PechaKucha vs Technori (Part 1)
Last week I attended a PechaKucha Chicago (Monday) and Technori Pitch (Tuesday) both very impressive and kudos to all who stepped onto the stage with a story to tell. Both community based, with PechaKucha more entertainment versus Technori business oriented.
My interest was in the presentation styles, the delicacies of ‘how to say it’ and ‘get to the point’. The following observations rely heavily on my Toastmasters evaluation protocol.
A PechaKucha (pronounced “pe-chak-cha”) is a rapid-fire presentation in which the presenter used 20 slides, each on-screen for 20 seconds. (20X20 = 400 seconds (or 6 minutes + 40 seconds)) When I say slides, I’m not referring to the slides you’d see in a business presentation. Slides for a PechaKucha are images! Images! The speaker has can either talk speak directly about each image or craft a story for the 20-slide presentation.
This month’s PechaKucha was a special event, co-hosted with Chicago Tribune, held at the House of Blues. All, but two or three, of the eleven speakers were associated with the photo department of Chicago Tribune; staff photographers, freelance photographers and a photo archivist.
Overall finding: Presenters who crafted a story tended to invoke the most emotion from the audience.
Chris Walker, a foreign correspondent/photographer, told his behind-the-scenes story of war torn Somalia and meeting a bright young photographer–a young man who didn’t make it out of the country before the situation turned catastrophic.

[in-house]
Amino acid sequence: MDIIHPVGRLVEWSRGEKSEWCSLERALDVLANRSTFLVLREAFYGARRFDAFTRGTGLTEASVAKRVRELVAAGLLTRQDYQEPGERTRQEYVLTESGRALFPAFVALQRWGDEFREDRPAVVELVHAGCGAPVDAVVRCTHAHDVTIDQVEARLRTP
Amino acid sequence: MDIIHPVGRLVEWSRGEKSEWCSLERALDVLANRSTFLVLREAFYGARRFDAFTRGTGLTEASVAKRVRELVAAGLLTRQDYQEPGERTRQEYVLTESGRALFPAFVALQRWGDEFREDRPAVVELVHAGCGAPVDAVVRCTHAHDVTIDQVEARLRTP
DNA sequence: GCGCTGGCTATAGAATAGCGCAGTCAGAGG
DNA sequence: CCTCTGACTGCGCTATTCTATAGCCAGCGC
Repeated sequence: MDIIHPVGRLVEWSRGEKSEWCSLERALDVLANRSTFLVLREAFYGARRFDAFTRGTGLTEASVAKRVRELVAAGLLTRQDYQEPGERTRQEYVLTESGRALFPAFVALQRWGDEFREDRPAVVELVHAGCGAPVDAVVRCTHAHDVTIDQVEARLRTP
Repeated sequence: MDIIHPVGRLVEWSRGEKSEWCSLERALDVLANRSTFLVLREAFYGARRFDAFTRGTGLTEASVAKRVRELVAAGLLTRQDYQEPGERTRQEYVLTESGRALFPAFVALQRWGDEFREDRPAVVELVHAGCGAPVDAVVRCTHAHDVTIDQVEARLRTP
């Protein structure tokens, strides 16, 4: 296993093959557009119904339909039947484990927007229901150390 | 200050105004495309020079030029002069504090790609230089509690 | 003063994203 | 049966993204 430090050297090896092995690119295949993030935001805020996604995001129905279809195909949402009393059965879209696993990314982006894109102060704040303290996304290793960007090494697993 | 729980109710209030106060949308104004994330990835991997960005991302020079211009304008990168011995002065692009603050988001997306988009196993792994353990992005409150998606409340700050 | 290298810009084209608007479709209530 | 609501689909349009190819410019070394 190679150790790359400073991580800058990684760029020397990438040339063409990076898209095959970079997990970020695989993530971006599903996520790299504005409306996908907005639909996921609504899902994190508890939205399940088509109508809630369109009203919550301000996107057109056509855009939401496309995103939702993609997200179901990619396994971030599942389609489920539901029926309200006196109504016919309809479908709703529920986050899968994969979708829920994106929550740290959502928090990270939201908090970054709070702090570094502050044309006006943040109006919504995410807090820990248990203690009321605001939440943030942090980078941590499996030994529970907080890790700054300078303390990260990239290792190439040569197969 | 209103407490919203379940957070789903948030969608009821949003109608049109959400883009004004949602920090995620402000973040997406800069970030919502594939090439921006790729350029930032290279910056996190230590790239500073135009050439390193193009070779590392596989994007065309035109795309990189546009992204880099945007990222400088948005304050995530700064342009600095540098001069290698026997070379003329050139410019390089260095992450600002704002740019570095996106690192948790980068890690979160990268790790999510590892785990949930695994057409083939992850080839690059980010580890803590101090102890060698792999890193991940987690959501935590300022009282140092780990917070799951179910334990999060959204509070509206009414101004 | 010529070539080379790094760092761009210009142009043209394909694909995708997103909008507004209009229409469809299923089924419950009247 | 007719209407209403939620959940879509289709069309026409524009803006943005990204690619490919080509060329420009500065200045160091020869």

How does an architect like Scott Rappe tell a story of buildings? He combined his passion with his community…Chicago. Incorporating illustrations like you would see in a children’s book to illustrate the evolution of city and suburban developments.“Old buildings connect us to the past just like our elders connect us to our past.” A beautiful testament for Chicago and other cities around the world.
The photo archivist/conservator, Erin Mytowski, her job is going into the “belly of beast” of the Chicago Tribune archives to catalog and digitize the glass plates and negatives of this historic institution. In 20 slides we experienced her daily descent into to the lower level of the tower into the storage vaults and a glimpse of her archival responsibilities. PLUS examples of why she does it. Including seeing: Al Capone, John Dillinger, street cars on State Street, entertainers like Frank Sinatra, Sammy Davis Jr and many more. Her message: preserving the past for future generations.
I could go on to describe the other presenters, including crime scene photographer Terrence James, Zbigniew Bzdak who grew up in communist Poland and broke the rules displaying his street photography publicly, or Alex Gracia’s 20 things he thought he’d never see.
Pointers for your PechaKucha 400 seconds:
- Six minutes and forty seconds isn’t a lot of time.
- A presentation for this format must be well planned and rehearsed.
- Use full size, bold image images, scaled proportionately.
- No text on your images.
- Storyboarding is essential to be on-time and on-point.
- Passion for the story (message) while engaging the audience.
- Invoke emotion.
- Initiate action.
- Have a sense of humor.
Participating in a PechaKucha is an opportunity to connect with community. Visit the Chicago website for upcoming events.